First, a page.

Food labels can be hard to read. With so many different values, claims, and serving sizes it's hard to know where to look and what it all means. We have compiled a few quick tips to make deciphering labels easier, so you can find out what’s in your food and how to compare products to find the best options.
Nutrition Information Panel
The Nutrition Information Panel (NIP) is the table which shows the amount of energy and nutrients in the product. This is displayed per serve of the product and per 100 grams.
The per serve info is useful to tell you how much energy and nutrients you’re eating, and the per 100 grams is useful for comparing energy and nutrients between similar products (e.g. 2 different brands of cereal).
Generally, the NIP will display energy (kJ), carbohydrates (total and sugars), fat (total and saturated), protein and sodium. It may also include other nutrients if the product makes a claim about that nutrient, e.g. if a cereal claims it is ‘high in fibre’ the NIP will also include fibre.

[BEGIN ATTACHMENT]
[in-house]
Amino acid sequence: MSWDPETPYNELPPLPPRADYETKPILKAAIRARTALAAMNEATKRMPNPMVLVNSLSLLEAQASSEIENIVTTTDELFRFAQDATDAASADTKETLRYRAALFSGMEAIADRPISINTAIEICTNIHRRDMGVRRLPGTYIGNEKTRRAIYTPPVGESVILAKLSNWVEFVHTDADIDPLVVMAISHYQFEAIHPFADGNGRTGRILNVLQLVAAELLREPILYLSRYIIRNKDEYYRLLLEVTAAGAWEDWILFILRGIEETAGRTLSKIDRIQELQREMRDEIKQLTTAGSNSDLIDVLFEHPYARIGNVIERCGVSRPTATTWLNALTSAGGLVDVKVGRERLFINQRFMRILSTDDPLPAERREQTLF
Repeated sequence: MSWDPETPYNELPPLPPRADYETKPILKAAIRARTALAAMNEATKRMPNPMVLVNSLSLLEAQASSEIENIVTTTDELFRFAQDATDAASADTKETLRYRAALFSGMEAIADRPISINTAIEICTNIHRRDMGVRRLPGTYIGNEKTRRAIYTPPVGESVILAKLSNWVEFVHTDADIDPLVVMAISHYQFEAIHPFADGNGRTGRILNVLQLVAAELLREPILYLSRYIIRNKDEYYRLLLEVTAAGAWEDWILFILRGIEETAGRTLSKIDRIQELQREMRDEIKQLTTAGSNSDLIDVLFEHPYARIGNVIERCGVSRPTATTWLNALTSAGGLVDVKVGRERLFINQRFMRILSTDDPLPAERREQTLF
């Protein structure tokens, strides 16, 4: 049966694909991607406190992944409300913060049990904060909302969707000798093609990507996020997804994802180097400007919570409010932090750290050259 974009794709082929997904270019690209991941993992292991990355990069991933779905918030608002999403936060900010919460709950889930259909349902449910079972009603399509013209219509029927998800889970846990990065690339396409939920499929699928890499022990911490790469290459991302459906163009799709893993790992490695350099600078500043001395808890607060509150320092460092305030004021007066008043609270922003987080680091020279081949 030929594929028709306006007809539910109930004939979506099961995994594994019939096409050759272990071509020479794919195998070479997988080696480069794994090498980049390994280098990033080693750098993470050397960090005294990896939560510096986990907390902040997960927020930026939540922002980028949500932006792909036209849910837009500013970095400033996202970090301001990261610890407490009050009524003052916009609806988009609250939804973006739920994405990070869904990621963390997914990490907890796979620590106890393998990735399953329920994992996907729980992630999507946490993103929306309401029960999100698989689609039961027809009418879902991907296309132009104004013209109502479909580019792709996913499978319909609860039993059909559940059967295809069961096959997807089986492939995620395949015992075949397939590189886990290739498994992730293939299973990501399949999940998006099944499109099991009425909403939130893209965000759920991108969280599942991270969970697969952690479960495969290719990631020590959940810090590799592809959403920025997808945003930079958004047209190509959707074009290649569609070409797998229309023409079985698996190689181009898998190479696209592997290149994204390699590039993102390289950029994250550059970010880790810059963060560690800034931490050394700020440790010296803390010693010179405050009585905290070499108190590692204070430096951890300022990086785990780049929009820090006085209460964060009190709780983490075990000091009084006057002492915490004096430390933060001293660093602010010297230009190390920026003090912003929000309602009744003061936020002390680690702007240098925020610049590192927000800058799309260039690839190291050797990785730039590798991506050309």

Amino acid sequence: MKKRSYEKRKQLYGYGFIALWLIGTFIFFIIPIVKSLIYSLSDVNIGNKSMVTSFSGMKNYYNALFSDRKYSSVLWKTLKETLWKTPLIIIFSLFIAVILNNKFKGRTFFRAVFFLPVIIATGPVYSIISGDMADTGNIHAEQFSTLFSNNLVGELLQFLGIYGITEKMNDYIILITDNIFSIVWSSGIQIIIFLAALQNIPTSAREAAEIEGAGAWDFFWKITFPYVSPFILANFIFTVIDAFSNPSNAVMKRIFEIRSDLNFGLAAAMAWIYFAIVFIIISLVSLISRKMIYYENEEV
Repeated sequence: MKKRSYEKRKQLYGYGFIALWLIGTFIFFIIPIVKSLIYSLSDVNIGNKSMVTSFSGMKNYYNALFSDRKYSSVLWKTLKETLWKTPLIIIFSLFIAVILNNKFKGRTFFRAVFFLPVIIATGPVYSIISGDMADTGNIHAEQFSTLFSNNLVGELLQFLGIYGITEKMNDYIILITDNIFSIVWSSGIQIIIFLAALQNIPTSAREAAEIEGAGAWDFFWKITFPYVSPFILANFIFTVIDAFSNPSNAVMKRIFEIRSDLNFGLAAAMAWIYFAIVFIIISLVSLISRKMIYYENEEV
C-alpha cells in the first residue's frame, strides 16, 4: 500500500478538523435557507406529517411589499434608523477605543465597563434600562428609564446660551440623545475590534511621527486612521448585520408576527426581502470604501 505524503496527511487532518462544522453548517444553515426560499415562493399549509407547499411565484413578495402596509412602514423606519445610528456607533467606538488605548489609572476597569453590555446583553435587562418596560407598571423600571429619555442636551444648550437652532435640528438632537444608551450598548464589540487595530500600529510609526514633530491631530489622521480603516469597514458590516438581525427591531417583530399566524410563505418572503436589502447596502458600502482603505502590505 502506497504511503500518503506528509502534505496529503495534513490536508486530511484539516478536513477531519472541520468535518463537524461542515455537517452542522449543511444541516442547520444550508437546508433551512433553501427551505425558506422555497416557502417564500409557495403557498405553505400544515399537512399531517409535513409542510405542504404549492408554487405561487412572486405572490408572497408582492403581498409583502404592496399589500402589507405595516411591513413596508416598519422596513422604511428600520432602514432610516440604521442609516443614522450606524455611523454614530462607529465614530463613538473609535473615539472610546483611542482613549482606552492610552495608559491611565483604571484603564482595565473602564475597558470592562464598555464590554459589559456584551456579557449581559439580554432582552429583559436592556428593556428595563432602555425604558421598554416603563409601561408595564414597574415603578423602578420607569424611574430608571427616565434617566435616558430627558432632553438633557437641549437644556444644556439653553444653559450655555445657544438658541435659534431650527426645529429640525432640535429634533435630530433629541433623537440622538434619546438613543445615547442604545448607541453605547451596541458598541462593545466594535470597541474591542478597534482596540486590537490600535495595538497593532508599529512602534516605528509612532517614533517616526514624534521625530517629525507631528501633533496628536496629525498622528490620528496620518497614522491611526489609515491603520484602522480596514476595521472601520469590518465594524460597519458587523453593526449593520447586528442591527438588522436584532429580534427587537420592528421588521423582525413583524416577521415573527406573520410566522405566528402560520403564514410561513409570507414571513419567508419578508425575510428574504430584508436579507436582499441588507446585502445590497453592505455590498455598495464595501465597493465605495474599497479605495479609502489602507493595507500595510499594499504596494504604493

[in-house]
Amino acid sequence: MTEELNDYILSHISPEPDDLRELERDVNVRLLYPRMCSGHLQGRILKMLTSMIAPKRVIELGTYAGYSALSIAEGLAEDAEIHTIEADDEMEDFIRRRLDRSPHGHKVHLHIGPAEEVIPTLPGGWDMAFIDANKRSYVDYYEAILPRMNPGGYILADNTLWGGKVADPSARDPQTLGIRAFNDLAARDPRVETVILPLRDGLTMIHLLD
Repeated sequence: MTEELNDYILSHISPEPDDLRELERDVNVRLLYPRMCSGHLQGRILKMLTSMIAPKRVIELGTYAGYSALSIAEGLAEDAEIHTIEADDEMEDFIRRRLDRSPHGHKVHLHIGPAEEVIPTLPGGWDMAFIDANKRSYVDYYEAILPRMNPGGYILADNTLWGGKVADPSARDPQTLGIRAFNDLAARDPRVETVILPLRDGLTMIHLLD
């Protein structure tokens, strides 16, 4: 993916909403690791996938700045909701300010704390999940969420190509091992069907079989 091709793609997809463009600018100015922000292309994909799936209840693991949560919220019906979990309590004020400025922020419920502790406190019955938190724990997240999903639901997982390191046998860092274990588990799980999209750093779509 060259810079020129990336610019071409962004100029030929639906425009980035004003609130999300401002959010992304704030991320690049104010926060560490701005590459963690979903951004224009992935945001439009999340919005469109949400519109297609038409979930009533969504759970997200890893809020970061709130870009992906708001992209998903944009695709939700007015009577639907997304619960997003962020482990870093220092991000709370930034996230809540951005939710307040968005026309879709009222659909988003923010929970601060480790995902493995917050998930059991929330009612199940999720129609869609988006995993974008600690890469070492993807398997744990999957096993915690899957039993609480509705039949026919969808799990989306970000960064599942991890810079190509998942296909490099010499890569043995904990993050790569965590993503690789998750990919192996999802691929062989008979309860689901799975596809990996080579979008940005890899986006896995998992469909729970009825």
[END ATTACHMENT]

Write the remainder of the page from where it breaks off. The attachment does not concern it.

Download our Nutrition Label Decoder here to help you out next time you're in the supermarket.
The Ingredient List
This lists all the ingredients in the product in order of the ingredient with the most to least weight. The main ingredient will also state the %, for example in a tin of baked beans the ingredient list will start with navy beans (50%).
The ingredient list is a useful way to determine if a product is high in a particular nutrient, such as sugar or fat, because these will be listed as the first few ingredients.
The length of the ingredient list and the number of food additives (e.g. thickeners and flavours) listed can also be an indicator of how processed the food is.
The Health Star Rating System
Health Star Ratings were introduced in Australia and New Zealand in 2014 as a way of rating the nutritional value of packaged foods and being able to compare similar products.
The rating ranges from 0.5 stars (least healthy) to 5 stars (most healthy). The number of stars is calculated based on the total energy, saturated fat, sodium, sugar, fibre, protein, fruit, vegetable, nut and legume content, and is relative to the food or beverage category.
This is useful for comparing similar products (e.g. 2 different muesli bars). You’ll find the Health Star Rating on most products, but not all as food manufacturers don’t have to use it.